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Chernobyl's Effects Live On

michael posted more than 14 years ago | from the glow-in-the-dark-wool dept.

Science 14

jamesbently writes: "Scientists have discovered that our ecosystem isn't healing itself as fast as they originally thought: bans on consumption of certain plants and animals in areas affected by radiation from the 1986 Chernobyl disaster have been revised upward."

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We are our own greatest threat (2)

akiaki007 (148804) | more than 14 years ago | (#1077723)

Once upon a time (long, long time ago) the Earth was a happy place. There were trees abundant, Bengal Tigers free to roam, and a few people running around having fun. There was no Carbon Monoxide in the air, we didn't have to worry about PPC (particle count in the air) because there was no pollution. The sun set was beautiful everyday, and there was no sh*t brown color in the sky ruing the sunset today. People could see a mile (or kilometer if you prefer) down the way and see clearly, now the lovely pollution doesn't let you.

We have created a place where everything we do kills us. Kills the environment. Kills everything that is living.
Only when the last tree is dead, the last field paved, the last river dammed, will we realize we can't eat money.
Once upon a time we didn't have to worry about cancer. We didn't have to worry about light. We didn't have to worry about intoxicating chemicals. We didn't have to worry.

Today we have to. Today we have to suffer what we've been doing to Earth. Nuclear Power. Super fast airplanes that can fly above the O-Zone.

What was wrong with a world witout all this technology? It simply wasn't enough. We needed more. We had to have more. Well, now we have it! NOW WHAT?

Re:We are our own greatest threat (1)

LostOne (51301) | more than 14 years ago | (#1077724)

I suspect it would be more accurate to say that we didn't know about a number of the things we worry about today.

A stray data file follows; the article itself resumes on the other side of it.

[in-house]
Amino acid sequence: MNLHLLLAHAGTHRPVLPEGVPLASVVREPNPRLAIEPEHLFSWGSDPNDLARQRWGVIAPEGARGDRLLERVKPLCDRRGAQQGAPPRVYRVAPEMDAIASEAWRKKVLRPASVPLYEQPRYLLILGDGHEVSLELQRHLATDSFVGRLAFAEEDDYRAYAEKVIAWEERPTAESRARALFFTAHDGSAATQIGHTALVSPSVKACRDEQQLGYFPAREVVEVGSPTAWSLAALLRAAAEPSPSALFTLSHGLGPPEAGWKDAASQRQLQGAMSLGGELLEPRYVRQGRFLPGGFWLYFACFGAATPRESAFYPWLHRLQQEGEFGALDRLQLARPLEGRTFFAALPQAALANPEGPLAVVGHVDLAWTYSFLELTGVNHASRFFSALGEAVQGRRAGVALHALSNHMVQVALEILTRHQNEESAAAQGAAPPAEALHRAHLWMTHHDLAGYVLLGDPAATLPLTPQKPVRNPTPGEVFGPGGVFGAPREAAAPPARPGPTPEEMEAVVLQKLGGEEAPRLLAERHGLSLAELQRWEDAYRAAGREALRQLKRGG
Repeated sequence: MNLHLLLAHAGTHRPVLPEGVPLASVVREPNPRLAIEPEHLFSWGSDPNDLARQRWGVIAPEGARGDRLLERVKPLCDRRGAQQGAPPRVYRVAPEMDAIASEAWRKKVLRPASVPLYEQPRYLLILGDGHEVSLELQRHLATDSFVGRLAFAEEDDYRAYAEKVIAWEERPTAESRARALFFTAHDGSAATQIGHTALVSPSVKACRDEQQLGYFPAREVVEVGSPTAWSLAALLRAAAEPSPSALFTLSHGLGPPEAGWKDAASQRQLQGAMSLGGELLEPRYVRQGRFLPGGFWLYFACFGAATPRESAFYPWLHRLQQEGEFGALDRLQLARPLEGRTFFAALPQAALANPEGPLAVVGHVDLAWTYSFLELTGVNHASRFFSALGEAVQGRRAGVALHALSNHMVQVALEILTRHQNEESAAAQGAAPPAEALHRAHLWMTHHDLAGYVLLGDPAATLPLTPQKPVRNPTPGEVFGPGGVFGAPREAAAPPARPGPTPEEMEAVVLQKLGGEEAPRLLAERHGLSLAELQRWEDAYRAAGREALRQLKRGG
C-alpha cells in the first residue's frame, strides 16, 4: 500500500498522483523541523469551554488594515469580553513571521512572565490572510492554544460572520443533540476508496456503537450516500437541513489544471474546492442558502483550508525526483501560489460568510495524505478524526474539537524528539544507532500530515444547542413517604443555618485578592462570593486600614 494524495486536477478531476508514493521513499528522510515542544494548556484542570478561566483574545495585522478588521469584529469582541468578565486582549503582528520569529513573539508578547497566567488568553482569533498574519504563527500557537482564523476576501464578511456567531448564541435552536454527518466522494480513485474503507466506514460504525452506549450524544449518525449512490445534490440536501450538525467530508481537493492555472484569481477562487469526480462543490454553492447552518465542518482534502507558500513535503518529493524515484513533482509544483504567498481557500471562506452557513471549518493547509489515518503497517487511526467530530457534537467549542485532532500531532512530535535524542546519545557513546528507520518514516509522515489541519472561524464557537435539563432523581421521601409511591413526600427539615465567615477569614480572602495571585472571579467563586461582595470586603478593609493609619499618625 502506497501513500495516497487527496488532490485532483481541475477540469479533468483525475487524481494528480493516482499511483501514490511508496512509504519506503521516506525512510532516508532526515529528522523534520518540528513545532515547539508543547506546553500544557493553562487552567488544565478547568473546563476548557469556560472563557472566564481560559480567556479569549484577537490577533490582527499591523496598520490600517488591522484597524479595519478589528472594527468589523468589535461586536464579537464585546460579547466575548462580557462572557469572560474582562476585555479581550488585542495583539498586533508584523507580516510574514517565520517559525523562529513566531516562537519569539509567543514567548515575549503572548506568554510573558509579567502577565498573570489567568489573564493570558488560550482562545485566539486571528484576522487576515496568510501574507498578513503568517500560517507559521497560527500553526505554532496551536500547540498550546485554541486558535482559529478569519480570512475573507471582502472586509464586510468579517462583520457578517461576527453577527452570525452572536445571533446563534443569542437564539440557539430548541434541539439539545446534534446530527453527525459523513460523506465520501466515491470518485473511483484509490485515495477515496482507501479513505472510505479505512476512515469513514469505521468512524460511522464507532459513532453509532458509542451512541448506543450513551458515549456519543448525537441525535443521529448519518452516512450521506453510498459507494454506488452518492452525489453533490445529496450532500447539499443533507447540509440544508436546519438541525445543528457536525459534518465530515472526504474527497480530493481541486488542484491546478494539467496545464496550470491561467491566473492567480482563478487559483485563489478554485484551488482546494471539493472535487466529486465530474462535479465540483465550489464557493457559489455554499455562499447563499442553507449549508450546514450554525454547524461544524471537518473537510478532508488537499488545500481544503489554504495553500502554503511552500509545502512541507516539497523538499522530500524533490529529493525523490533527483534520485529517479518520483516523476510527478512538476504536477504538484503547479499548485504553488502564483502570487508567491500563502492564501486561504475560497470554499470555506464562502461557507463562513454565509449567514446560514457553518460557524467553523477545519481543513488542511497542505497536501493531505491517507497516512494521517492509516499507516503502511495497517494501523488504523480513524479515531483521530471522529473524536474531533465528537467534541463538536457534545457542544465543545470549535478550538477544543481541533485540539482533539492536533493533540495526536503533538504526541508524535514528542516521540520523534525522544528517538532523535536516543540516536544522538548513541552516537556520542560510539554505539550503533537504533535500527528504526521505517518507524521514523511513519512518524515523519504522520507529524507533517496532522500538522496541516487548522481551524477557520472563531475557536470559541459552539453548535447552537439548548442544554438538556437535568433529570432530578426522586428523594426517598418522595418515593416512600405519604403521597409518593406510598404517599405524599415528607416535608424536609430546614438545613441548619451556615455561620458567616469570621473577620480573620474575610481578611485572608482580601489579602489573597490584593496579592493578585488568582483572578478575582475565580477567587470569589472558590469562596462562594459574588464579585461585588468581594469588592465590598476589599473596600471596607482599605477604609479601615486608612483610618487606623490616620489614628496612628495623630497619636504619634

That is not to say, however, that we are not causing a great deal of trauma to the environment and ourselves as a result.

Bit of Topic I know, (1)

Jerom (96338) | more than 14 years ago | (#1077725)

but why doesn't this story appear on the main page?

J.

Re:Bit of Topic I know, (1)

rwade (131726) | more than 14 years ago | (#1077726)

I show 5 comments (six after this one goes up) posted to this story, seems like a good time for 3rd string posting :)

Amazon? (1)

rwade (131726) | more than 14 years ago | (#1077727)

In case you didn't hear, the legendary jungle dubbed the Amazon (and the river to accompny it) have been sued over trademark disputs by Jeff Bezos of Amazon.com (I'm expecting to get sued after mentioning these people, shoulda gone anon cow. but that would limit me from gaining karma for this overly funny comment). The Amazon has responded by closing down it's operations of selling the rights of itself to movie production companies and farmers.

Fortunetly, VA Linux purchased most of Michigan and turned it into tropical jungle.

Re:We are our own greatest threat (1)

angrywolf (146924) | more than 14 years ago | (#1077728)

Humanity seems to be in a rush to achieve its goals. Although to say humanity's advancments harm the planet is perfectly true, we can also stop blaming these progressions at the same time. I pose this question, can we not find a way to do the same things BETTER? To drop back to the stone age and wander through the jungle is pointless (Although some, including myself, enjoy contact with unotuched nature.) and its obviously not an option for most people to "devolve" and run naked through the forest, but those who wish to make a change and yet remain "civilized" should attempt changes on a massively obtainable level. Many major companies are making the conversion already (IE electric cars) but no one who thinks about this can say the transition is purely for the benefit of nature, they are looking for the money, there is a major market in eletrical cars for the fact we have stripped the earth of fossil fuels. Maybe what people need is a change of attitude and morals towards the reason we do things and how we do them. Unfortunately we "civilized" humans tend to take personal gain over the safety of others, the sad truth is we are loading a gun, putting it to our forehead and just waiting a few years to pull the trigger. Time to change minds and means, not crawl back to the stone age, if not well then the question isn't "what now?"... actually the question won't be anything, we'll be too busy choking on fumes from our own "evolution". You decide how to get things done in a reasonable manner, let them think logically.